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Updated Question: Is there a way to force dataadapter accept only commands which do not include any update/drop/create/delete/insert commands other than verifying the command.text before sending to dataadapter (otherwise throw exception). is there any such built-in functionality provided by dot net in datareader dataadapter or any other?

Note: DataReader returns results it also accepts update query and returns result. (I might be omitting some mistake but I am showing my update command just before executing reader and then show message after its success which is all going fine

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duplicate - stackoverflow.com/questions/4900630/… –  Tobsey Sep 21 '12 at 11:36
An alternative option might be to use the DataTable.Load method takes a SqlDataReader so you don't have to do anything other than DataTable.Load(command.ExecuteReader()). –  dash Sep 21 '12 at 11:36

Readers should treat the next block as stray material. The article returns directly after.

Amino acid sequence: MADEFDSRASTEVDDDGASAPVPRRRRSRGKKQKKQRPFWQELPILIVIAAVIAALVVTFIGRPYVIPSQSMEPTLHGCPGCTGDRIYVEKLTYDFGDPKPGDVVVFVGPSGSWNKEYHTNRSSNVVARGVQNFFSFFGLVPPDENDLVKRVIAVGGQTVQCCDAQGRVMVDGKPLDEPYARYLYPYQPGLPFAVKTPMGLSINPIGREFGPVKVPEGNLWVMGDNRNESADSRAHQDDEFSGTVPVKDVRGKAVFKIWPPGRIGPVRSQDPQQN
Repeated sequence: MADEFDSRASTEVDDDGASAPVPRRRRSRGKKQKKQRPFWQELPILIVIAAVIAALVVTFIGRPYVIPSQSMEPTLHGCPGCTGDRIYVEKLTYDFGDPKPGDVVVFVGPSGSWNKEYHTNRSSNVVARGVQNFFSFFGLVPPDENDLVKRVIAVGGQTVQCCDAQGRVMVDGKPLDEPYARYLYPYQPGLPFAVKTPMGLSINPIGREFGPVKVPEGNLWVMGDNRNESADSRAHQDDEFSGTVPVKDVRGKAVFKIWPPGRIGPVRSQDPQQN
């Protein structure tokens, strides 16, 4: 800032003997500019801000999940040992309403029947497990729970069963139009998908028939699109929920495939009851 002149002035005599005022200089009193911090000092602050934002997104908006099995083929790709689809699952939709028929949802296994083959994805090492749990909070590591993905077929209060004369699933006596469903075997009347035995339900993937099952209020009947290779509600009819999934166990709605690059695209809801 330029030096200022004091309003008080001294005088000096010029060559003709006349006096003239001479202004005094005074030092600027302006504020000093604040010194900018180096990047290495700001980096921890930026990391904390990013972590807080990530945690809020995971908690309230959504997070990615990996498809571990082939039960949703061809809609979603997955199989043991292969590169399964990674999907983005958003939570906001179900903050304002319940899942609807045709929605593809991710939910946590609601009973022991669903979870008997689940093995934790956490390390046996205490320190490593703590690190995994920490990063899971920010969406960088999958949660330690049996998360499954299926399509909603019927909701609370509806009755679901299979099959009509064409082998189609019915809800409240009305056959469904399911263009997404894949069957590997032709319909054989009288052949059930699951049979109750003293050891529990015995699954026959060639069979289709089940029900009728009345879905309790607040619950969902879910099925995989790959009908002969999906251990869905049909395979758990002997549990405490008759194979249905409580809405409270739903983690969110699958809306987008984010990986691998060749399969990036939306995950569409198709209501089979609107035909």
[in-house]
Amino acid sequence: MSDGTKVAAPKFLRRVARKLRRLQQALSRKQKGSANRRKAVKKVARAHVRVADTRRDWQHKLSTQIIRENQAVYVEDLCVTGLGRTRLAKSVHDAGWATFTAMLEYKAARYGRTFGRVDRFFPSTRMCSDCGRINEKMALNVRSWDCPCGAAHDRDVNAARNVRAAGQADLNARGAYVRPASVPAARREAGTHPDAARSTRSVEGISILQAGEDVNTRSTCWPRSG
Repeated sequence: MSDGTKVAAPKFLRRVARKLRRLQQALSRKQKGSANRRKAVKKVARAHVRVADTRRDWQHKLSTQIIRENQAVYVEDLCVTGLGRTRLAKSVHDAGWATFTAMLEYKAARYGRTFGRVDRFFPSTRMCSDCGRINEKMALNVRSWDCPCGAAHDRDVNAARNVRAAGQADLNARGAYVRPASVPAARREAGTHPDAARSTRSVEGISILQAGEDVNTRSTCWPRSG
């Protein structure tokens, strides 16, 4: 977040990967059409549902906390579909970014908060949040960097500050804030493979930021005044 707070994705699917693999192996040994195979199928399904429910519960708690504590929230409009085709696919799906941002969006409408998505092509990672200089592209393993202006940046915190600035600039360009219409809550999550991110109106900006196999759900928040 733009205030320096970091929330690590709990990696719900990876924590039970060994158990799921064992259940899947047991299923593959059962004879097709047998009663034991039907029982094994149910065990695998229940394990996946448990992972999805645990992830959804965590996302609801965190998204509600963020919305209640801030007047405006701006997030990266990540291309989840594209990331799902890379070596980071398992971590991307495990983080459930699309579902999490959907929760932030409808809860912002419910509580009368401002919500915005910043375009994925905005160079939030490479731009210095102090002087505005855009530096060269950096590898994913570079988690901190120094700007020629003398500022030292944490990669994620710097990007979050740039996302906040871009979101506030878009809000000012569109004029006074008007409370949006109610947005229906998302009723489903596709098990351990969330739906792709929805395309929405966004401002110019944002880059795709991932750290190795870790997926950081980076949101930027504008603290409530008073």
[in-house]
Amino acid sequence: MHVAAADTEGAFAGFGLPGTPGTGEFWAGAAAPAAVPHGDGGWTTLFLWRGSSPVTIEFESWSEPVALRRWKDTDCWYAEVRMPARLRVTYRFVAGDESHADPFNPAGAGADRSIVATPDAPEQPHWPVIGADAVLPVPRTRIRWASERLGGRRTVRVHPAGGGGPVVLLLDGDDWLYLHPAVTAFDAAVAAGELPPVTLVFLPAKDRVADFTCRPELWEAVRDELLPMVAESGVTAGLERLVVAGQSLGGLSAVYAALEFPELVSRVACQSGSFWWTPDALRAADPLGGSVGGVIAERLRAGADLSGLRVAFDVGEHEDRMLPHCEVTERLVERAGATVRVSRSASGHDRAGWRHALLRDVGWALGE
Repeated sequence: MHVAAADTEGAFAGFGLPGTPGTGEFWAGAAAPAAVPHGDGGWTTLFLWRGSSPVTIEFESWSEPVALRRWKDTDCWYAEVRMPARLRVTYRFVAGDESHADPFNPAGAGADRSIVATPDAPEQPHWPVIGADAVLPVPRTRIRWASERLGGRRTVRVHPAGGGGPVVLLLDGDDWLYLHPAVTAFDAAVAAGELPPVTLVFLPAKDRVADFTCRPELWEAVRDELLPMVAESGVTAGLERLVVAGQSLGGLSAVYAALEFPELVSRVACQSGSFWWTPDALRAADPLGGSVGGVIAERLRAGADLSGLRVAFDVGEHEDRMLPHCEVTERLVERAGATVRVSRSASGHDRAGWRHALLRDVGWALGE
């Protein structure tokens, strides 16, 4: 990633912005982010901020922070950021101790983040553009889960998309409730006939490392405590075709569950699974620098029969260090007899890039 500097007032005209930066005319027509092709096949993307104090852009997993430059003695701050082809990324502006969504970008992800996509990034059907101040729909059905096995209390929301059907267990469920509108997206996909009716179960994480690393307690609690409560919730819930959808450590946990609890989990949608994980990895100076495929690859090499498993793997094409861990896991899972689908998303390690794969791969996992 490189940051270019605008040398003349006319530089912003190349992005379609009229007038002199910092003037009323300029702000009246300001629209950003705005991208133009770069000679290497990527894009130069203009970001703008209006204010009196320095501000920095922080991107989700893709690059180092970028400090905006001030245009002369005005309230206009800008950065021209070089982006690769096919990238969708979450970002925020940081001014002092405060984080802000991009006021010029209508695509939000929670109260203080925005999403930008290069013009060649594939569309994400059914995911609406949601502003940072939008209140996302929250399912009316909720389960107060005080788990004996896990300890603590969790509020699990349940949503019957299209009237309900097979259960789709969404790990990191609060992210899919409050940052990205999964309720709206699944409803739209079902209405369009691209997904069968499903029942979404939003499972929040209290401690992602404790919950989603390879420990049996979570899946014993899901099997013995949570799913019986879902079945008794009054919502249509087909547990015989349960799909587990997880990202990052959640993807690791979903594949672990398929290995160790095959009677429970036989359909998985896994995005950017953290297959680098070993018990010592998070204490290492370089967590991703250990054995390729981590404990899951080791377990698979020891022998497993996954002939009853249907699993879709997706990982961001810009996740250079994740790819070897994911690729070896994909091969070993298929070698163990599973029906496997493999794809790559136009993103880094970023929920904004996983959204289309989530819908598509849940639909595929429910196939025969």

Also note that you shouldn't rely on just this alone - make sure you appropriately permission the tables for SELECT permission only (GRANT SELECT ON [Table] TO [User]). It's possible for someone to type something along the lines of SELECT * FROM User;DROP TABLE User; which is technically a sql statement that returns a resultset :-) The SelectCommand property is just there to abstract data loading into the adapter - it doesn't do anything to prevent the wrong sql from being run. –  dash Sep 21 '12 at 11:45
@John - see my update for the second part. Hope it helps. –  dash Sep 21 '12 at 12:10

4 Answers 4

up vote 2 down vote accepted